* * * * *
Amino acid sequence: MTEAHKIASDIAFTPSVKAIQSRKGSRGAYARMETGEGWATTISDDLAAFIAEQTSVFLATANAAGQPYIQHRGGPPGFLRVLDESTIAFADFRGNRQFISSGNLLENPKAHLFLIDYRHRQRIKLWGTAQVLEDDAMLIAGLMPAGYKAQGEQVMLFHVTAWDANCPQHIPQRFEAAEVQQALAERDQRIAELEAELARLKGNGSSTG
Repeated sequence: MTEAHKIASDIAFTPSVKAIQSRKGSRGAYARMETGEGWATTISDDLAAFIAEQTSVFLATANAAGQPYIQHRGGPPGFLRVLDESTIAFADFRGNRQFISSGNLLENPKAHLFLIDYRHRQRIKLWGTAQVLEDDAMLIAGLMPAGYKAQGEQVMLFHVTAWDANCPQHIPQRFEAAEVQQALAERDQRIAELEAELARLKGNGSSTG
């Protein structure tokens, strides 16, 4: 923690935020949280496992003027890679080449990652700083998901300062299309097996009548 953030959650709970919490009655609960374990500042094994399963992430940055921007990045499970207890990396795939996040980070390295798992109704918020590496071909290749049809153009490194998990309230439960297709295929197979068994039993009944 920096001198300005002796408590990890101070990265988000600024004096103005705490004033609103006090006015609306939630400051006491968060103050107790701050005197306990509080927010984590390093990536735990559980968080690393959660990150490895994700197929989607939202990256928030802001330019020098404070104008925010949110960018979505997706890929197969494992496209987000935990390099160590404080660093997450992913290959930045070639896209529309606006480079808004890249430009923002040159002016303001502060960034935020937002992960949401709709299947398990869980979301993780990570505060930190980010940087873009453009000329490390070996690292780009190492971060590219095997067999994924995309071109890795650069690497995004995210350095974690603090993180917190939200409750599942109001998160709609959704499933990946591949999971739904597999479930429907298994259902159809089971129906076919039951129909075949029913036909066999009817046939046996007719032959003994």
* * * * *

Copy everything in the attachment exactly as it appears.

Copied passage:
Amino acid sequence: MTEAHKIASDIAFTPSVKAIQSRKGSRGAYARMETGEGWATTISDDLAAFIAEQTSVFLATANAAGQPYIQHRGGPPGFLRVLDESTIAFADFRGNRQFISSGNLLENPKAHLFLIDYRHRQRIKLWGTAQVLEDDAMLIAGLMPAGYKAQGEQVMLFHVTAWDANCPQHIPQRFEAAEVQQALAERDQRIAELEAELARLKGNGSSTG
Repeated sequence: MTEAHKIASDIAFTPSVKAIQSRKGSRGAYARMETGEGWATTISDDLAAFIAEQTSVFLATANAAGQPYIQHRGGPPGFLRVLDESTIAFADFRGNRQFISSGNLLENPKAHLFLIDYRHRQRIKLWGTAQVLEDDAMLIAGLMPAGYKAQGEQVMLFHVTAWDANCPQHIPQRFEAAEVQQALAERDQRIAELEAELARLKGNGSSTG
């Protein structure tokens, strides 16, 4: 923690935020949280496992003027890679080449990652700083998901300062299309097996009548 953030959650709970919490009655609960374990500042094994399963992430940055921007990045499970207890990396795939996040980070390295798992109704918020590496071909290749049809153009490194998990309230439960297709295929197979068994039993009944 920096001198300005002796408590990890101070990265988000600024004096103005705490004033609103006090006015609306939630400051006491968060103050107790701050005197306990509080927010984590390093990536735990559980968080690393959660990150490895994700197929989607939202990256928030802001330019020098404070104008925010949110960018979505997706890929197969494992496209987000935990390099160590404080660093997450992913290959930045070639896209529309606006480079808004890249430009923002040159002016303001502060960034935020937002992960949401709709299947398990869980979301993780990570505060930190980010940087873009453009000329490390070996690292780009190492971060590219095997067999994924995309071109890795650069690497995004995210350095974690603090993180917190939200409750599942109001998160709609959704499933990946591949999971739904597999479930429907298994259902159809089971129906076919039951129909075949029913036909066999009817046939046996007719032959003994």